Apparently German government officials have finally woken up to the realization that it's utterly ridiculous to use tax revenue generated primarily from middle and low-income households to fund subsidy payments to rich people buying $100,000 luxury sports cars. As Business Standard notes this morning, the German Federal Office for Economic Affairs and Export Controls announced that it will no longer subsidize the Tesla Model S as it can not be delivered in a configuration that meets the 60,000 euro price limit.
A German government agency has removed Tesla's Model S from the list of electric cars eligible for subsidies because it is not available in a version that falls within a 60,000 euro ($71,448) price limit.
Tesla customers could not order the Model S without extra features that pushed the price of the car above the limit, a spokesman for the German Federal Office for Economic Affairs and Export Controls (BAFA) said on Friday.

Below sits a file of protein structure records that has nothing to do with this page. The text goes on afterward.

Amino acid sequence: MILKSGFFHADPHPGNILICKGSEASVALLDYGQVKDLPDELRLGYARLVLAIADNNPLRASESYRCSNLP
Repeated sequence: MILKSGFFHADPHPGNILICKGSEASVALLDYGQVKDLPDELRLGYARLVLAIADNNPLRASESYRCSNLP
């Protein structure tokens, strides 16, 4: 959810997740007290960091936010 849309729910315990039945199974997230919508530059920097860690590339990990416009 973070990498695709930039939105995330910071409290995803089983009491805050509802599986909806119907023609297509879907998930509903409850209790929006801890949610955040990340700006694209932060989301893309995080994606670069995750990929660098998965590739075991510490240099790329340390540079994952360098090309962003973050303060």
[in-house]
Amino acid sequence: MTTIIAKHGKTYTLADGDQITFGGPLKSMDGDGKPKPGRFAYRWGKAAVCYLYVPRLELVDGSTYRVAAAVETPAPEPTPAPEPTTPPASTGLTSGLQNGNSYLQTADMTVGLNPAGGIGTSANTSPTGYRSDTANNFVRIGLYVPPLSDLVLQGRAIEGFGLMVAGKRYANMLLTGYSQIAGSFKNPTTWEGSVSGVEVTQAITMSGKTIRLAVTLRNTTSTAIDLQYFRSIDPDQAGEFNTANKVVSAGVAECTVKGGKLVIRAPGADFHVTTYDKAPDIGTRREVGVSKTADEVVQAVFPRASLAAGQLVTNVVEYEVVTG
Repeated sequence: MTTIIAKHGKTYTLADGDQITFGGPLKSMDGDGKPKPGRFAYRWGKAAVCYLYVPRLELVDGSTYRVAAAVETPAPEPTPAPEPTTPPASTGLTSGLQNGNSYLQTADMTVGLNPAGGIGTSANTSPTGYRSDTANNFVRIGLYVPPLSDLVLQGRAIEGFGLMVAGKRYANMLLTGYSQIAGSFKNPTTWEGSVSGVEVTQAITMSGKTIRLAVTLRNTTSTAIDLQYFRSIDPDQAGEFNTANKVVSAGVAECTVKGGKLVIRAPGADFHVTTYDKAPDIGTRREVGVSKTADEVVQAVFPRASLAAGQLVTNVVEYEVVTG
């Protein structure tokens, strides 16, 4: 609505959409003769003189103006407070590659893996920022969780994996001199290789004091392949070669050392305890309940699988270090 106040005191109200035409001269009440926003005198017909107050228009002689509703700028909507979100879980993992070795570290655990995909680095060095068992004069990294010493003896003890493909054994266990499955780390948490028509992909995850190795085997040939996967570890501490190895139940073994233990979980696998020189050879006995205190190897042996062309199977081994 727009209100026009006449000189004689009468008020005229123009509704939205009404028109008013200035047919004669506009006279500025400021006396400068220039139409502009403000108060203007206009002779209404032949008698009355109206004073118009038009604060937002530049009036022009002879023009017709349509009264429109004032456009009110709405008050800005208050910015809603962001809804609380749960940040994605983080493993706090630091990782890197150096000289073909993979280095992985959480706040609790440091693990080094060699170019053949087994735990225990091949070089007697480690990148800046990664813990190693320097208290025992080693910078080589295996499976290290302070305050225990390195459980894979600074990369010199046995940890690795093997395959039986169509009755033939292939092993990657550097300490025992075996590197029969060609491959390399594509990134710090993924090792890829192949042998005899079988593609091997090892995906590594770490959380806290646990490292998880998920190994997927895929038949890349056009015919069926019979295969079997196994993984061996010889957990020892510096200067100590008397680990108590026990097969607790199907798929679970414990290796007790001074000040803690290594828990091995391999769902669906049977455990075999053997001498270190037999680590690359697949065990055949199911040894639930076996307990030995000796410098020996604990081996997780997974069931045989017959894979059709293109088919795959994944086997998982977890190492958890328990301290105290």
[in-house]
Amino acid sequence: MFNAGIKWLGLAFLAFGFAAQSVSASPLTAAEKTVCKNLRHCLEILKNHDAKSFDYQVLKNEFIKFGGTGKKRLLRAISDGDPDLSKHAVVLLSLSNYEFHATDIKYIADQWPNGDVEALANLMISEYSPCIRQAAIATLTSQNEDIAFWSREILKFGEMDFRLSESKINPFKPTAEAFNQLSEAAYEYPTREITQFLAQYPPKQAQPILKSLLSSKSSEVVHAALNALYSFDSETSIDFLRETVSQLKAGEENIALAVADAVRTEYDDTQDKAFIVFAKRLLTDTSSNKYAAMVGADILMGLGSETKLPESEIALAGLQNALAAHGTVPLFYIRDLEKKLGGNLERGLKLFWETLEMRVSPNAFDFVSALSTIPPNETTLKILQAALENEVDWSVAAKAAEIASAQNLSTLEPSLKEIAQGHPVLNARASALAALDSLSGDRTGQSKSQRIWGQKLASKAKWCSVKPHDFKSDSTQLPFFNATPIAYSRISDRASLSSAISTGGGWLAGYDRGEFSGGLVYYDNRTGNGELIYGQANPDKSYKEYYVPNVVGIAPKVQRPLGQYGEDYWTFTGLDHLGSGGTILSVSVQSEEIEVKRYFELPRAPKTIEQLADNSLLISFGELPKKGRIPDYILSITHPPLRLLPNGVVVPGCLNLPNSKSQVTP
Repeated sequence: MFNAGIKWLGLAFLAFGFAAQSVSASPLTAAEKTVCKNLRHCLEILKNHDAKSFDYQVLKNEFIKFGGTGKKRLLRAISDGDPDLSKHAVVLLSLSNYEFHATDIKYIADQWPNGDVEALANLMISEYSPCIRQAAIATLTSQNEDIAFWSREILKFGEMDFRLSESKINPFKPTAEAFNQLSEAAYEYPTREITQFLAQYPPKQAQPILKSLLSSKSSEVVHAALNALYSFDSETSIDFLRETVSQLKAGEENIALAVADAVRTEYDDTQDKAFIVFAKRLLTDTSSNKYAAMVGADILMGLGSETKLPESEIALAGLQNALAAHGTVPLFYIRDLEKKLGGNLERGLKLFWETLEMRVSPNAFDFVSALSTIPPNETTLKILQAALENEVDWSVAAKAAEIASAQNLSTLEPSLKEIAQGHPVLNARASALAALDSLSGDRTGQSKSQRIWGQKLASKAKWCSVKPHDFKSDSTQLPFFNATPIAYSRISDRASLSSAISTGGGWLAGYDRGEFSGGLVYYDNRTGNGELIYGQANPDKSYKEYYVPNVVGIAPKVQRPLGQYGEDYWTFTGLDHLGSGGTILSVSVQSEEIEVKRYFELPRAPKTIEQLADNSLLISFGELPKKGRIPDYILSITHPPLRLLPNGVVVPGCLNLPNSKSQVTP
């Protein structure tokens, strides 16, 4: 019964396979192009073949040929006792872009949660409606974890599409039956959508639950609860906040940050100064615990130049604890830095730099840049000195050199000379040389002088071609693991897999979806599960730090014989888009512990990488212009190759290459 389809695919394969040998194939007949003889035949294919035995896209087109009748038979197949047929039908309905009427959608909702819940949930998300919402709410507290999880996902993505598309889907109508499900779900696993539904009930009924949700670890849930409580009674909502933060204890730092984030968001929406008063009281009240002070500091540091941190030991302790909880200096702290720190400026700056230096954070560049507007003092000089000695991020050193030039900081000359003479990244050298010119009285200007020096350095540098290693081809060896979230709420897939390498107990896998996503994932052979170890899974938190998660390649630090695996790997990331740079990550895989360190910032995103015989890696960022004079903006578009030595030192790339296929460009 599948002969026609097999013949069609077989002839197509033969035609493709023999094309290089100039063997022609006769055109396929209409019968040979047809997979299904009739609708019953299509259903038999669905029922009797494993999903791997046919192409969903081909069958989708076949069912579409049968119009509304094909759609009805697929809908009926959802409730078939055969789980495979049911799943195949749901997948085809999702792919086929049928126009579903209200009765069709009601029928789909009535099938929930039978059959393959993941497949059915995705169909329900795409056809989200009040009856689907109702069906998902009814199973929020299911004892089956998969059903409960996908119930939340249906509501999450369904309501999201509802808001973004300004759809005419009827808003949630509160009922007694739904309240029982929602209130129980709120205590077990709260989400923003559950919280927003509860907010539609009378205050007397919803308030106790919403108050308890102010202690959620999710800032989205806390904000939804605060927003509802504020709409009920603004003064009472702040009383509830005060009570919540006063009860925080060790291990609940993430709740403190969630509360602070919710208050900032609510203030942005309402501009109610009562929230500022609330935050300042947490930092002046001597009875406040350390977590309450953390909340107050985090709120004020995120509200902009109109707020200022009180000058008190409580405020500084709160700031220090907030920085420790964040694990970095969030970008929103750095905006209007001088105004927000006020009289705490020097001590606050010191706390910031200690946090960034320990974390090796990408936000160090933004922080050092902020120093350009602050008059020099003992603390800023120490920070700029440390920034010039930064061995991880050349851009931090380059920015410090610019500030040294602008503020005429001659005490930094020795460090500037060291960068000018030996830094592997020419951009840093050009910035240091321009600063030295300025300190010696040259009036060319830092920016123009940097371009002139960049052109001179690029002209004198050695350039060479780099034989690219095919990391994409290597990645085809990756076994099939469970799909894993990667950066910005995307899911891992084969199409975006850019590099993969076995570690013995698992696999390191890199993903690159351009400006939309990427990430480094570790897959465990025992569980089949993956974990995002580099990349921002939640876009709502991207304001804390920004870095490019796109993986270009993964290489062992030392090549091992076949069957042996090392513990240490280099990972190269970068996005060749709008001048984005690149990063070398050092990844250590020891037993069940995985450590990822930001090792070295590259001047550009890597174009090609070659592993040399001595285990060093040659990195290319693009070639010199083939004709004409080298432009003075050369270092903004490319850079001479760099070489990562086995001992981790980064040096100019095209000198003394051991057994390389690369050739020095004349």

German magazine Auto Bild had reported that BAFA was looking into the issue and could take Tesla off the eligibility list.
According to Reuters, Germany launched their incentive scheme, worth about 1 billion euros, last year. The funding requirements were shared by the German car industry to boost electric car usage. A price cap was included to exempt premium models. Under the subsidy scheme, buyers get 4,000 euros off their all-electric vehicle purchase and 3,000 euros off plug-in hybrids.
Of course, Tesla has denied reports that their Model S does not comply with the price caps set under the subsidy scheme and has promised to "investigate and take appropriate action as necessary."
“This is a completely false accusation. Anyone in Germany can order a Tesla Model S base version without the comfort package, and we have delivered such cars to customers,” Tesla said in a statement.
”If a sales person told a customer they could not buy the Model S base version without the comfort package, this is not accurate and clearly outside our policies and procedures and we will investigate and take appropriate action as necessary.”
On the bright side, Tesla's new Model 3 should meet German subsidy price caps...if only they could figure out how to weld them together...